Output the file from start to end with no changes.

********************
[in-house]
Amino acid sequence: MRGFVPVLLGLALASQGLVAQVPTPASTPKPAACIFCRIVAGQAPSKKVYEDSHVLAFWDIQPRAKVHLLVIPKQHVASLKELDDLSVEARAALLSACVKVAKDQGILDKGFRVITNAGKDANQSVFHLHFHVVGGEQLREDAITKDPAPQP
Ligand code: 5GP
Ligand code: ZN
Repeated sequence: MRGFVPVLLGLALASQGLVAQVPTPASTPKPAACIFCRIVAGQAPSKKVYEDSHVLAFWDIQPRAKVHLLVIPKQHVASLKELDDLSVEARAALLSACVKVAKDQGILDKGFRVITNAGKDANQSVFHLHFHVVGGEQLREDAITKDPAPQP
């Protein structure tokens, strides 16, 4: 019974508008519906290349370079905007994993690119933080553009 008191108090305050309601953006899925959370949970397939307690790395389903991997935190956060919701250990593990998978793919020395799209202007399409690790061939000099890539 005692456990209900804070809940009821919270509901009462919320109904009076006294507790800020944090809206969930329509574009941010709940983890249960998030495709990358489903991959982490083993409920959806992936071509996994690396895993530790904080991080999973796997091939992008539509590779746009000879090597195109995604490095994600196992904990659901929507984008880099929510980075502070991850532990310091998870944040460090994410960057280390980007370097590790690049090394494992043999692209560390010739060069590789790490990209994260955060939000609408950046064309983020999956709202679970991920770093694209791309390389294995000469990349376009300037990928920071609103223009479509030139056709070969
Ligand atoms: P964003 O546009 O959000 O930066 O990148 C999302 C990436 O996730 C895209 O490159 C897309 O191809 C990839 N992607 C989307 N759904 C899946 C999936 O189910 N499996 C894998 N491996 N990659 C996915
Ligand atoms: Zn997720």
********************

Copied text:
[in-house]
Amino acid sequence: MRGFVPVLLGLALASQGLVAQVPTPASTPKPAACIFCRIVAGQAPSKKVYEDSHVLAFWDIQPRAKVHLLVIPKQHVASLKELDDLSVEARAALLSACVKVAKDQGILDKGFRVITNAGKDANQSVFHLHFHVVGGEQLREDAITKDPAPQP
Ligand code: 5GP
Ligand code: ZN
Repeated sequence: MRGFVPVLLGLALASQGLVAQVPTPASTPKPAACIFCRIVAGQAPSKKVYEDSHVLAFWDIQPRAKVHLLVIPKQHVASLKELDDLSVEARAALLSACVKVAKDQGILDKGFRVITNAGKDANQSVFHLHFHVVGGEQLREDAITKDPAPQP
């Protein structure tokens, strides 16, 4: 019974508008519906290349370079905007994993690119933080553009 008191108090305050309601953006899925959370949970397939307690790395389903991997935190956060919701250990593990998978793919020395799209202007399409690790061939000099890539 005692456990209900804070809940009821919270509901009462919320109904009076006294507790800020944090809206969930329509574009941010709940983890249960998030495709990358489903991959982490083993409920959806992936071509996994690396895993530790904080991080999973796997091939992008539509590779746009000879090597195109995604490095994600196992904990659901929507984008880099929510980075502070991850532990310091998870944040460090994410960057280390980007370097590790690049090394494992043999692209560390010739060069590789790490990209994260955060939000609408950046064309983020999956709202679970991920770093694209791309390389294995000469990349376009300037990928920071609103223009479509030139056709070969
Ligand atoms: P964003 O546009 O959000 O930066 O990148 C999302 C990436 O996730 C895209 O490159 C897309 O191809 C990839 N992607 C989307 N759904 C899946 C999936 O189910 N499996 C894998 N491996 N990659 C996915
Ligand atoms: Zn997720």